Progress and passage of the Trans Pacific Partnership (TPP) is not only critical to advancing U.S. trade interests in and of itself, it might be the lynch pin to jump start other trade negotiations with the European Union and even China.
The TPP trade talks involve Pacific Rim nations including the United States, Australia, Brunei, Canada, Chile, Japan, Malaysia, Mexico, New Zealand, Peru, Singapore and Vietnam.
Ambassador Ron Kirk, the former U.S. Trade Representative under President Obama who negotiated deals with South Korea, Columbia and Panama, says TPP passage puts pressure on other countries to move forward with deals of their own. He spoke Sunday as the opening "Chairman’s Lecture" at Dairy Forum 2014 here in Palm Springs, Calif.
Before TPP passes, Congress must first pass Trade Promotion Authority, which forces Congress to vote up or down on trade agreements without amending them. Failure to pass such authority means no other country would conclude trade agreements with the United States. "There’s been more misinformation about trade promotion authority on the internet than anything else," says Kirk.
With Trade Promotion Authority in hand, Congress has never failed to pass a trade agreement, says Kirk. Even the North American Free Trade Agreement, which was highly controversial at the time, passed by one vote, he notes. It has proved to be a tremendous trade asset, with Mexico now the number one market for U.S. dairy exports.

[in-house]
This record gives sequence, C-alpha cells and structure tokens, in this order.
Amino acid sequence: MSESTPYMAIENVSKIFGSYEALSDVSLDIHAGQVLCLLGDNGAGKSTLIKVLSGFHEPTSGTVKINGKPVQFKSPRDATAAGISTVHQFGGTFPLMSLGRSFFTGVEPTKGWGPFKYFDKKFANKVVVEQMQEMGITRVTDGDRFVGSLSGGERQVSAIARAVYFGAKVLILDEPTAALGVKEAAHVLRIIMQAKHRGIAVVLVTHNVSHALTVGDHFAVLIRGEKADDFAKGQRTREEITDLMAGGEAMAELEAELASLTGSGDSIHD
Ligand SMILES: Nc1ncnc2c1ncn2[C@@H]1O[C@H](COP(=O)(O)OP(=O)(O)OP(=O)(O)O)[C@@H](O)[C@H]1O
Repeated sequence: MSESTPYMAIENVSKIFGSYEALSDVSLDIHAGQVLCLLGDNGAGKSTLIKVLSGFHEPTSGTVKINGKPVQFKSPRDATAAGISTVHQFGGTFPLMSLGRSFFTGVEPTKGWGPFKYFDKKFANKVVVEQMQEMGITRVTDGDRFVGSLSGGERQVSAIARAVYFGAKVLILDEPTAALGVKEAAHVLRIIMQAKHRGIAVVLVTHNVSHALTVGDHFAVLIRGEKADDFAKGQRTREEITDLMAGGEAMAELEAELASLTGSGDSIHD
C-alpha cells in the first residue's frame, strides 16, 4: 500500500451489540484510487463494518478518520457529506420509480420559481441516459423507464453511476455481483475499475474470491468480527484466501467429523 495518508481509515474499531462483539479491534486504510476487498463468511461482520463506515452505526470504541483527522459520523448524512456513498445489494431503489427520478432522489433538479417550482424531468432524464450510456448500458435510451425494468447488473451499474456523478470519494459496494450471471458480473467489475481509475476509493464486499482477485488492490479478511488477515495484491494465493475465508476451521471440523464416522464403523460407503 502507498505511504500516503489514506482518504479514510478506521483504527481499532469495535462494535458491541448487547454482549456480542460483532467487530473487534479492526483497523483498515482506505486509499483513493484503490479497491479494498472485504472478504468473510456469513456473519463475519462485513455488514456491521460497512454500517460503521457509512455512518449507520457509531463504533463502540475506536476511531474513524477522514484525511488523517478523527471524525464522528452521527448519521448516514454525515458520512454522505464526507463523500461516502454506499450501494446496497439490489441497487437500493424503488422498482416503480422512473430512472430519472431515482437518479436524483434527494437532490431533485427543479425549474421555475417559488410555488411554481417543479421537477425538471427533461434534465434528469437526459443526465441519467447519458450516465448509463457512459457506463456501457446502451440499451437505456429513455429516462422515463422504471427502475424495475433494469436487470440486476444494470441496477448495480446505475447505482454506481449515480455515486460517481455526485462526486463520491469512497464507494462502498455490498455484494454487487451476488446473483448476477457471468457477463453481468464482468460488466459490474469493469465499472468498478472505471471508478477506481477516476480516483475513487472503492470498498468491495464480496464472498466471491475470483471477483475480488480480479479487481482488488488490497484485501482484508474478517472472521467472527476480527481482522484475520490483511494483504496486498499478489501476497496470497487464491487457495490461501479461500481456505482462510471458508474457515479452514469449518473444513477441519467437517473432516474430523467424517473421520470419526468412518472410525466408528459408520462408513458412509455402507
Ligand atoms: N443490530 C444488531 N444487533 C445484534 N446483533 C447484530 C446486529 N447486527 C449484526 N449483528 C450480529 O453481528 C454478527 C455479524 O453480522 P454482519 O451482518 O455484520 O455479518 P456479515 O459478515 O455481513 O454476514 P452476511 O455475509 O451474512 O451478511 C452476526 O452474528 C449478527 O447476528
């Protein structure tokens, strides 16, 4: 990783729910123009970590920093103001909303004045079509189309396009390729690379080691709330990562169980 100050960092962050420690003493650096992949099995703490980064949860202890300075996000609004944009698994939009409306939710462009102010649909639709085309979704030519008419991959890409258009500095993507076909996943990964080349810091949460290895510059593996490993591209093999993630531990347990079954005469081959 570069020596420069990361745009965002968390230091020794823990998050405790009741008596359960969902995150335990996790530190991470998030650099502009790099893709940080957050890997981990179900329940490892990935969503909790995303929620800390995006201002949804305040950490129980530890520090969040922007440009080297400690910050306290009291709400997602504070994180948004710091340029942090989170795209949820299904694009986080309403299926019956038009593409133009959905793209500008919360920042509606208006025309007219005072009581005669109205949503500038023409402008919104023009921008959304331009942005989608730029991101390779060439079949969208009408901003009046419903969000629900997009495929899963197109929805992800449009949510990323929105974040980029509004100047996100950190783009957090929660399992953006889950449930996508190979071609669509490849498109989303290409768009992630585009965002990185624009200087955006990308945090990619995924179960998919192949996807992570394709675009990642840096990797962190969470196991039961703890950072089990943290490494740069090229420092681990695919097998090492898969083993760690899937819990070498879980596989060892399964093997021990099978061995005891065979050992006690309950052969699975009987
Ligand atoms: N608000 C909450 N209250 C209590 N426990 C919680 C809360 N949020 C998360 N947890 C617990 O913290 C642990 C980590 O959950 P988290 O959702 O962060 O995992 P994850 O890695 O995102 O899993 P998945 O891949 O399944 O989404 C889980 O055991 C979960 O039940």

And with 15% or more of U.S. milk solids now being exported globally each month, it’s critically important for dairy farmers, processors and their employees to understand the importance of trade. "Employees need to know how much of their production is dependent on trade," Kirk says.
Once the Trans Pacific Partnership passes, it puts added pressure on both the European Union and China to negotiate better terms of trade. Neither wants to be left behind, says Kirk. China, for example, must create 30 to 40 million jobs annually to keep its burgeoning population and rising middle class employed. And they won’t be able to do that with low-wage jobs making t-shirts or sandals.
Kirk believes passage of TPP is possible yet this year, though it won’t come in the first quarter of 2014 as some had predicted. "There’s a pretty good chance of getting it done," he says.